Welcome to Bite-size Reads, my 2022 challenge to read (some of) the amazing anthologies on my shelves. I’ll be chiming in every couple of weeks with thoughts on the stories I’ve recently enjoyed – starting today with tales from Sinopticon, a curated collection of Chinese SF translated and presented by Xueting Ni.
The Last Save – Gu Shi
What if we could back-up our lives and reload a past save to fix our fuck ups? Gu Shi delivers a neat application of parallel worlds with a twist: your timelines don’t collapse when you reload, because they still exist for everyone else in them… you just disappear from them. When you reload a previous save, you don’t re-enter the same time-stream and change it – you create a new parallel reality (and dodge paradox). Think of the traumatised children, devastated lovers, implicit political and economic carnage propagating across the metaverse. Sounds heavy, but by keeping it strictly at the personal level, Gu Shi creates an unexpectedly sweet story of a man learning to live with his mistakes in order to stay with the woman he loves. Tender and thought-provoking – a great way to kick off the anthology!
Tombs of the Universe – Han Song
A long tale of two halves, which worked better for me individually than as a pair (if that makes sense). In the first, a youth is intrigued by an ancient tradition of monumental graves found across the galaxy. Having studied archaeology, I loved this for the way it reflects how we try to understand the silent past and the dangers of over-interpreting remains in the absence of a shared culture. As an older man, our historian grapples with an emerging societal desire to dig up the past for their ancient secrets (rather than studying sources and leaving the dead undisturbed).
The second gives us a primary source, a grave builder’s account of his career that unwraps the motivations, superstitions and other concerns of the past. I was less fond of this (I certainly wasn’t a fan of digging up the tradition of maritime misogyny and projecting it into spacefaring), although I rather enjoyed the slightly melancholy tone.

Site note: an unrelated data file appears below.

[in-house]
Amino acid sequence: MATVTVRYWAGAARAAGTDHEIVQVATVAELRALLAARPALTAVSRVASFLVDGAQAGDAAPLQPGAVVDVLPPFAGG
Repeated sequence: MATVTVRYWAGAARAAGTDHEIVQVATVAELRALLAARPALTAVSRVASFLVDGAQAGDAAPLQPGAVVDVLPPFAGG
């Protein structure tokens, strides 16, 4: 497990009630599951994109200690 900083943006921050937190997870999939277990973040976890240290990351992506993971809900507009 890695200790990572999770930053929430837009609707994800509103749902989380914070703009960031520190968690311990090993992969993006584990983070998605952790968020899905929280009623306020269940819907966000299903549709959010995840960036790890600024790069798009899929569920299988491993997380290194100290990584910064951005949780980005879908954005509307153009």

Taken together, the two halves form a philosophical piece that different people can take different things from. There’s a lot here about tradition, technology and social attitudes, although my favourite aspect remains the way subjective experience influences our understanding of the world (mind your bias, folks).
Qiankun and Alex – Hao Jingfang
My favourite so far, this is an adorable short in which the global AI that runs more or less everything is tasked to learn new things from children. This is every bit as cute it sounds, with Jingfang portraying a series of interactions between Alex – a curious, playful child who is seeking a particular friend – and Qiankun, the bemused AI whose interpretations of Alex’s motivations are simultaneously hilariously accurate and fundamentally misplaced. The result is utterly charming as Qiankun learns to accept that it still has a lot to learn about humans… and that’s okay.
Curious? You can find out more about Sinopticon in my SciFiMonth interview with editor Xueting Ni.
I’m really enjoying this anthology so far – I’ll be back in a week or two with my thoughts on the next batch of stories from it!
I received a free copy from the publisher in exchange for an honest review.